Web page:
GYOZAN DRAWS A LINE 鐵笛倒吹 八十三

At the end
of a long day of discourse
the teacher may ask the student
what have you learned.
How should the student respond.

The student may raise a finger
and trace a line
in the air of a fading day.
Which, I ask you
is the teacher
and which
is the student?


A reflection on Case 83 of The Iron Flute

 

A MONK IN MEDITATION 鐵笛倒吹 七十語

A man may own
may volumes of great knowledge
and never have time to read.
An illiterate may take such books
and fashion a stool
on which to sit in meditation.

Which of these is truly wise
which the greatest fool.
Wipe your mouth
with this page
at the conclusion
of the meal.


A reflection on Case 75 of the Iron Flute.

PRACTICE

It always seems odd that the teacher
asks me to think about my practice
when the heart of my practice is learning
how not to always think about things.
But the heart of practice is exactly
these oddities, for nothing is exact.
In the fourth vow I strive to attain
the great way of Buddha, but I know,
as the Heart Sutra reminds me, that
there is “not even wisdom to attain,
attainment, too, is emptiness.”
And so I sit in confusion each day,
and bits of delusion fall away,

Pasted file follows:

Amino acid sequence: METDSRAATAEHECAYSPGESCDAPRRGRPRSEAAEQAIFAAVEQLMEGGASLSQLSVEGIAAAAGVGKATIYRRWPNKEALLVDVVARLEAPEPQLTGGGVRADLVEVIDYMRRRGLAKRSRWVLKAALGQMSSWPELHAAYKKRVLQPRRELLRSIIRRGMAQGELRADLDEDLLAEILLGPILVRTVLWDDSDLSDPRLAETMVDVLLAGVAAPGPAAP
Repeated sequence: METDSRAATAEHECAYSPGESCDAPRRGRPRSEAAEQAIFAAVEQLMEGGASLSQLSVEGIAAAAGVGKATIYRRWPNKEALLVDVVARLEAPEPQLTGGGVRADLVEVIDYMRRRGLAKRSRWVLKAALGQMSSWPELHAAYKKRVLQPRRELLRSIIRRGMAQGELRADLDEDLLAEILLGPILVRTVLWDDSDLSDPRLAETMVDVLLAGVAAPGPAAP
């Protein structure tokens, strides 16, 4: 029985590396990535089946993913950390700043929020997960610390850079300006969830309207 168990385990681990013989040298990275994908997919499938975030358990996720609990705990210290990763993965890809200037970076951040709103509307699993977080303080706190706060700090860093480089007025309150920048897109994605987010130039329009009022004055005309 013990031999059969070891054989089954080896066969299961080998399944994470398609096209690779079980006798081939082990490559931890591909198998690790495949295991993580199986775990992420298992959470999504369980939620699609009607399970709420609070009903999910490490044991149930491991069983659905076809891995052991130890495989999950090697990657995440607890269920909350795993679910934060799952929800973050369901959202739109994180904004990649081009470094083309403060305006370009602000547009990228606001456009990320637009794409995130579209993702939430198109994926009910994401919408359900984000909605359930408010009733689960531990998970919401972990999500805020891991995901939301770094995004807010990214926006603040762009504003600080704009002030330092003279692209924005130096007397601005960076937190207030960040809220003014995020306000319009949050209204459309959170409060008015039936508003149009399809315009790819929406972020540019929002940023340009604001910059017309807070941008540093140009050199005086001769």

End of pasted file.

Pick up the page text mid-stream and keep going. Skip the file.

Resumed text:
like the hair on my ever balding scalp.

HARMONY

Lao Tse, venerable one
you would be pleased
as I sit here
drawing closer
to the center
quested for my Buddhahood
be not seeking it
amid the rain of fire
from the hills
above the blood
congealing in the streets.
I know not to ask
and am unseen
by the child and mother
running through the street
and untouched by
the hail of ammunition
biting at their heels.
I smell the lotus
mixed with the cordite
giving scent to the morning
and in the clouds
see the approach
of understanding.

TEACHING AND NOT TEACHING

We walk forwards
to try to see
where we are going,
always wanting
but never seeing
where we have been.
Is it better to
walk backward
seeing clearly
where we will not go
without idea
of a destination.
Look down and decide.


A reflection on Case 92 of the Shobogenzo (Dogen’s True Dharma Eye)